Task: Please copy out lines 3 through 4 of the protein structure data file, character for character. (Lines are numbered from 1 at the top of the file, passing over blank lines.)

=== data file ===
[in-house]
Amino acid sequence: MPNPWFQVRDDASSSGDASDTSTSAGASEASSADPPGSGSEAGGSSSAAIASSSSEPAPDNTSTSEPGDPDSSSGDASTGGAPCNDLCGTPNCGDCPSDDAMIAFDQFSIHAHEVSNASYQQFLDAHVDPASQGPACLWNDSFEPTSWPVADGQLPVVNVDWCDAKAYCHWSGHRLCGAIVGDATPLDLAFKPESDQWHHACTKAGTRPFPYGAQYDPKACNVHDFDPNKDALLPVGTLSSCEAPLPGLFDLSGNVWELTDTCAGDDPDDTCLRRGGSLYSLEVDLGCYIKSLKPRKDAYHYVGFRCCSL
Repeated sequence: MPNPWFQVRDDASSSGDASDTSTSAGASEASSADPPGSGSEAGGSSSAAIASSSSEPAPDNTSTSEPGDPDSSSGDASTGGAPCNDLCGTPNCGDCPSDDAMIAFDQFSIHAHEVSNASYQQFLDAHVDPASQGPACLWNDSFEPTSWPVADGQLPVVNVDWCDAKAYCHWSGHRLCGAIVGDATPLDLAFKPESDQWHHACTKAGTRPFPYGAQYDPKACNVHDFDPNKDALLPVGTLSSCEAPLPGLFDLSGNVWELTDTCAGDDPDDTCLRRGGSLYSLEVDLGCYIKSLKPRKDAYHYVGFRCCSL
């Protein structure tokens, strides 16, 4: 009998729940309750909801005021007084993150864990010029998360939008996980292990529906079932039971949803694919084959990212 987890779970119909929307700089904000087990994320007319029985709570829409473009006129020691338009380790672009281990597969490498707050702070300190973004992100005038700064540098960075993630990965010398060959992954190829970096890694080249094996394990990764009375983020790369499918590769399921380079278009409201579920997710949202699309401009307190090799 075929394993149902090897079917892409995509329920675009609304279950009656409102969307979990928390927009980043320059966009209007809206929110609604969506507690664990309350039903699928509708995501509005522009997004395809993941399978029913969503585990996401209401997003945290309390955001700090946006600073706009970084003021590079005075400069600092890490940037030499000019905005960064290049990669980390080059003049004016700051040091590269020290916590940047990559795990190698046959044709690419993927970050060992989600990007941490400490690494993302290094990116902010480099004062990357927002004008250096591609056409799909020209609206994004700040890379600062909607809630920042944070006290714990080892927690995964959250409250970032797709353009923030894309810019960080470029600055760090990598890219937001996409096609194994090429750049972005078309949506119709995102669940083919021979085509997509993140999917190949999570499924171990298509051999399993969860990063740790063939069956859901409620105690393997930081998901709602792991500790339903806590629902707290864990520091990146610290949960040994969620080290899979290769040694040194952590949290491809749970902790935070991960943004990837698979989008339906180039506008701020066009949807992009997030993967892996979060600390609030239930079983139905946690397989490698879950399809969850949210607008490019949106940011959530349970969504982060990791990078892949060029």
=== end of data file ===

Repeated sequence: MPNPWFQVRDDASSSGDASDTSTSAGASEASSADPPGSGSEAGGSSSAAIASSSSEPAPDNTSTSEPGDPDSSSGDASTGGAPCNDLCGTPNCGDCPSDDAMIAFDQFSIHAHEVSNASYQQFLDAHVDPASQGPACLWNDSFEPTSWPVADGQLPVVNVDWCDAKAYCHWSGHRLCGAIVGDATPLDLAFKPESDQWHHACTKAGTRPFPYGAQYDPKACNVHDFDPNKDALLPVGTLSSCEAPLPGLFDLSGNVWELTDTCAGDDPDDTCLRRGGSLYSLEVDLGCYIKSLKPRKDAYHYVGFRCCSL
């Protein structure tokens, strides 16, 4: 009998729940309750909801005021007084993150864990010029998360939008996980292990529906079932039971949803694919084959990212 987890779970119909929307700089904000087990994320007319029985709570829409473009006129020691338009380790672009281990597969490498707050702070300190973004992100005038700064540098960075993630990965010398060959992954190829970096890694080249094996394990990764009375983020790369499918590769399921380079278009409201579920997710949202699309401009307190090799 075929394993149902090897079917892409995509329920675009609304279950009656409102969307979990928390927009980043320059966009209007809206929110609604969506507690664990309350039903699928509708995501509005522009997004395809993941399978029913969503585990996401209401997003945290309390955001700090946006600073706009970084003021590079005075400069600092890490940037030499000019905005960064290049990669980390080059003049004016700051040091590269020290916590940047990559795990190698046959044709690419993927970050060992989600990007941490400490690494993302290094990116902010480099004062990357927002004008250096591609056409799909020209609206994004700040890379600062909607809630920042944070006290714990080892927690995964959250409250970032797709353009923030894309810019960080470029600055760090990598890219937001996409096609194994090429750049972005078309949506119709995102669940083919021979085509997509993140999917190949999570499924171990298509051999399993969860990063740790063939069956859901409620105690393997930081998901709602792991500790339903806590629902707290864990520091990146610290949960040994969620080290899979290769040694040194952590949290491809749970902790935070991960943004990837698979989008339906180039506008701020066009949807992009997030993967892996979060600390609030239930079983139905946690397989490698879950399809969850949210607008490019949106940011959530349970969504982060990791990078892949060029």